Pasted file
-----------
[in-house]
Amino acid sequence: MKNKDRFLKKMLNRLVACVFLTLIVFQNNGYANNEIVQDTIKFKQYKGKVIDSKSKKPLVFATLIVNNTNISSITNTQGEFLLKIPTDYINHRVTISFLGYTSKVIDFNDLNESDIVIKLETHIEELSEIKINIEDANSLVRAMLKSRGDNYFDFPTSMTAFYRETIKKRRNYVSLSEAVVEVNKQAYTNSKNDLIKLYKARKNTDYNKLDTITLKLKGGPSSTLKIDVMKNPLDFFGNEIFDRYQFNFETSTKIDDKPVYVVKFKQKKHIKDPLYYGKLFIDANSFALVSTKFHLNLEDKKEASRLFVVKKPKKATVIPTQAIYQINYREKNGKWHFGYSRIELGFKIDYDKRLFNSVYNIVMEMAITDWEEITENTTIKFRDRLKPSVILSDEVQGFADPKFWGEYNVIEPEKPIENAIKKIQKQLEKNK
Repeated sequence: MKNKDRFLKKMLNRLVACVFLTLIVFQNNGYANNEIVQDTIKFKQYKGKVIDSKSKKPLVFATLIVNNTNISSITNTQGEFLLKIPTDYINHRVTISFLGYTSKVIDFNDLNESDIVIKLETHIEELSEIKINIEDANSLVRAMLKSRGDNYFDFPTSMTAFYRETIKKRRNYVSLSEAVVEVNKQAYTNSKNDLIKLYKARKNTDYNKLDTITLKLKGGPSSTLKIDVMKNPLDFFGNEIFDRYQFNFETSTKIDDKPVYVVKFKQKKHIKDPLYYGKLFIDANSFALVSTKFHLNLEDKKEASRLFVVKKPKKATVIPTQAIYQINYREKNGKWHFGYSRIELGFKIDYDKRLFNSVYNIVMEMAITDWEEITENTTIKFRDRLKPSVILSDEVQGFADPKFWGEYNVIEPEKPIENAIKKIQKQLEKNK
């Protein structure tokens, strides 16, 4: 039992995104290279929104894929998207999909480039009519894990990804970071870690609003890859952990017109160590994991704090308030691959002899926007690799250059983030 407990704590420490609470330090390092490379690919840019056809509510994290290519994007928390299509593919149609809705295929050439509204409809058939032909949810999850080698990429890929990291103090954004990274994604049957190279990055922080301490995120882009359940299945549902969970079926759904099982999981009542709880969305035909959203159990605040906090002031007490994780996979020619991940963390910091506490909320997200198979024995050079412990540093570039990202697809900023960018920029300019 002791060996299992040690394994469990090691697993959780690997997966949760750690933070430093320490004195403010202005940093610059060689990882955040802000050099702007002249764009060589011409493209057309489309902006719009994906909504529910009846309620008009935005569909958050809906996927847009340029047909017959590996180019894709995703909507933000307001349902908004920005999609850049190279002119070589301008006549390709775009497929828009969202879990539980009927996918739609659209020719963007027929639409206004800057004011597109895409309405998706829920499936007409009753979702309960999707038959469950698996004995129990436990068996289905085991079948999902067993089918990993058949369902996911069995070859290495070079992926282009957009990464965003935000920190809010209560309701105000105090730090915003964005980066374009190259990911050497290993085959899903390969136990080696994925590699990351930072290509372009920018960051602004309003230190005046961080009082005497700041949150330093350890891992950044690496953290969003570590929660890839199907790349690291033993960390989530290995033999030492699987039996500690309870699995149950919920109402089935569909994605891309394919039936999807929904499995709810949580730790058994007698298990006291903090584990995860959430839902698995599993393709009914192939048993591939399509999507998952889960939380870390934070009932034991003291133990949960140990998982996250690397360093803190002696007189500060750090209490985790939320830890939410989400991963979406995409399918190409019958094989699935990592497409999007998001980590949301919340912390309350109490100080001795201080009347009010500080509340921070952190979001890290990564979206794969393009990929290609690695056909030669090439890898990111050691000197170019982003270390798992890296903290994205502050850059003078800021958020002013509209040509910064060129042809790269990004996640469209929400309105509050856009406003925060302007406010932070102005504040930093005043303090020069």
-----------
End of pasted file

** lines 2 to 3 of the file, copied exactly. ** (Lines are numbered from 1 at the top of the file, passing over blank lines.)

Amino acid sequence: MKNKDRFLKKMLNRLVACVFLTLIVFQNNGYANNEIVQDTIKFKQYKGKVIDSKSKKPLVFATLIVNNTNISSITNTQGEFLLKIPTDYINHRVTISFLGYTSKVIDFNDLNESDIVIKLETHIEELSEIKINIEDANSLVRAMLKSRGDNYFDFPTSMTAFYRETIKKRRNYVSLSEAVVEVNKQAYTNSKNDLIKLYKARKNTDYNKLDTITLKLKGGPSSTLKIDVMKNPLDFFGNEIFDRYQFNFETSTKIDDKPVYVVKFKQKKHIKDPLYYGKLFIDANSFALVSTKFHLNLEDKKEASRLFVVKKPKKATVIPTQAIYQINYREKNGKWHFGYSRIELGFKIDYDKRLFNSVYNIVMEMAITDWEEITENTTIKFRDRLKPSVILSDEVQGFADPKFWGEYNVIEPEKPIENAIKKIQKQLEKNK
Repeated sequence: MKNKDRFLKKMLNRLVACVFLTLIVFQNNGYANNEIVQDTIKFKQYKGKVIDSKSKKPLVFATLIVNNTNISSITNTQGEFLLKIPTDYINHRVTISFLGYTSKVIDFNDLNESDIVIKLETHIEELSEIKINIEDANSLVRAMLKSRGDNYFDFPTSMTAFYRETIKKRRNYVSLSEAVVEVNKQAYTNSKNDLIKLYKARKNTDYNKLDTITLKLKGGPSSTLKIDVMKNPLDFFGNEIFDRYQFNFETSTKIDDKPVYVVKFKQKKHIKDPLYYGKLFIDANSFALVSTKFHLNLEDKKEASRLFVVKKPKKATVIPTQAIYQINYREKNGKWHFGYSRIELGFKIDYDKRLFNSVYNIVMEMAITDWEEITENTTIKFRDRLKPSVILSDEVQGFADPKFWGEYNVIEPEKPIENAIKKIQKQLEKNK